In the summer of 2003, Joe Cruz showed up to rugby practice for the newly-formed Philadelphia Gryphons. The University of Pennsylvania grad was one of seven people at practice. The Gryphons started as an idea, a new team that was attempting to be assembled by members of New York City’s Gotham Knights and the Washington Renegades, two all-inclusive rugby teams on the East Coast.
Despite the low turn-out for that first practice, Cruz was intrigued.
“I played football growing up so I knew what team sports are about,” he said. “And because it was a ‘gay team,’ it was appealing.”
Thirteen years later, Cruz, now 40-years-old, is still a member of the Gryphons. The South Philly-based team is the city’s first and only all-inclusive rugby team. The team strives “to foster a diverse environment that welcomes all athletes, regardless of age, race, fitness level or sexual orientation.”
The Gryphons are members of the Mid-Atlantic Conference in the Eastern Pennsylvania Rugby Union. They play teams from along the East Coast, stretching from Virginia to New York. The Gryphons are the only inclusive team in their league.
The fall season runs from late August until November, consisting of league games in Division 4 of the EPRU. The Gryphons’ spring season consists of mostly local exhibition games from February to May.
The Gryphons are also members of International Gay Rugby, a London-based organization with 61 affiliates around the world. Twenty-three of those teams are in the United States and the Gryphons are the only one in Pennsylvania.
The team has come a long way since that seven-man first practice. This year they set a record with 50 eligible players.
“I’ve been with the team four years and this is the most we’ve had on our roster,” team president Ray Fritz said. “I think we did really well with recruiting last year and retention has been really good. Word of mouth really helps.”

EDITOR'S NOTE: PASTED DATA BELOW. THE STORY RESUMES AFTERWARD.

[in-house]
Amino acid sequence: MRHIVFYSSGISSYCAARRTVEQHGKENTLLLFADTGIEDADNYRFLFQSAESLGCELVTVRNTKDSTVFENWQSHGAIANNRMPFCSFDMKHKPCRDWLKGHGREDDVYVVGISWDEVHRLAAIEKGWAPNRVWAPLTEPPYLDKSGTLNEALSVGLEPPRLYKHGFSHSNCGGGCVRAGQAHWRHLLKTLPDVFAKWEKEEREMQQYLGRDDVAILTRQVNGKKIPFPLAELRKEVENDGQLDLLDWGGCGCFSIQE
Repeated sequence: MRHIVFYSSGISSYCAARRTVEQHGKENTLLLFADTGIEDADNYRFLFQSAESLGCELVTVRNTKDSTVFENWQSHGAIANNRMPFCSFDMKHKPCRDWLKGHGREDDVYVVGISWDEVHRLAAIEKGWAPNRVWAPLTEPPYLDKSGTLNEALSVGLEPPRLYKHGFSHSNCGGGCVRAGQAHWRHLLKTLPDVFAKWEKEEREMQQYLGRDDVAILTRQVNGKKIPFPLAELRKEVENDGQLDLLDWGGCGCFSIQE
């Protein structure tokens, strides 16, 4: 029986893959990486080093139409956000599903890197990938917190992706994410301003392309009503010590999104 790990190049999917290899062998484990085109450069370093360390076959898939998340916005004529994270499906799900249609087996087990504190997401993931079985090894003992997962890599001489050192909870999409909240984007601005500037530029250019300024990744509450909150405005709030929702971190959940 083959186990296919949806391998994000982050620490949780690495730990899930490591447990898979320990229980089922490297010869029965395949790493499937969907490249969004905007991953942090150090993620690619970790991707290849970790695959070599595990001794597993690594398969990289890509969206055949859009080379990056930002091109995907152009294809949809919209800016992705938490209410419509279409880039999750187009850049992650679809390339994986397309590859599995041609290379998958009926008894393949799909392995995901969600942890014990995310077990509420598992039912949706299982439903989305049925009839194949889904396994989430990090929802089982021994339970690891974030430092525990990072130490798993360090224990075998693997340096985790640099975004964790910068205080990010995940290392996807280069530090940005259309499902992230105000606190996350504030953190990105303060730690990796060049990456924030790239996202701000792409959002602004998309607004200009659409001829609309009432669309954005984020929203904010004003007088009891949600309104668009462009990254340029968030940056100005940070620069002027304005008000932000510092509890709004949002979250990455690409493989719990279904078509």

According to PhillyGayCalendar.com, there are 38 LGBT sports organizations in the Philadelphia area. However, most of those are informal, intramural style organizations. While the Gryphons are a mission-based organization looking to combat the stereotypes that surround gay athletes, they take their rugby very seriously.
“We’re very small so there are a lot of sports organizations in the city that cater to or attract the LGBT population,” Cruz said. “But they tend to be co-ed. They tend to be non-contact. They tend to be a lot more casual. We’re playing in the division that requires a lot more commitment than most people are able to do for a hobby.”
“The Gryphons have really given me that opportunity as a gay man to challenge myself in the community and really compete and be a better athlete,” said Less Cardinal, the member-at-large for the Gryphon’s executive board.
One of the Rugby traditions not lost on the Gryphons is the postgame drink-ups. Whoever is the home team hosts a “drink-up” after the game at a local bar for both teams. The drink-ups double as a means of building camaraderie and sportsmanship as well as a way to unwind after a grueling match.
“This team that you’ve been battling on the field for 80 minutes and now all the sudden you can go shake hands with them and talk to them and it just becomes a giant brotherhood,” said team captain Phillip Calhoun.
“We have people tell us we host the best drink ups,” said Fritz. “Just the atmosphere. It gets rowdy.”
While drink-ups are a rugby tradition, the Gryhpons also use them as a means of furthering their progressive mission. Their home bar for drink-ups this season is “Boxers,” a gay bar on the corner of Walnut and Juniper streets in Center City. The Gryphons only hold their drink-ups at gay bars in the city.
“Drink-ups are at the root of our team,” Fritz said. “In the EPRU, the other teams we play are not necessarily gay teams or all-inclusive teams so we have an opportunity to bring these guys into the city and into our bar and just show how much fun it is.”
The inclusivity of the Gryphons also means allowing non-LGBT players. One of these players is 26-year-old backs captain, Joey Chieco, who understands first-hand the importance of the drink-ups.
“It might be some of those players or away teams only time at a gay bar,” Chieco said. “They can just be exposed and realize that it’s just a bunch of guys hanging out, drinking beers, watching sports.”
For the Gryphons, the marriage between LGBT progressiveness and rugby is thriving. The intensity of the pitch and the unity of the drink-ups provide the rare space where LGBT culture is acknowledged without also bringing a social stigma.
“You see it on the pitch and you see it off the pitch,” Chieco said. “Everyone just forgets about sexuality. It’s unimportant. It’s just teammates and rugby players and the community. It’s a special community to be a part of.”
-Text, images and video by Ben McWilliams.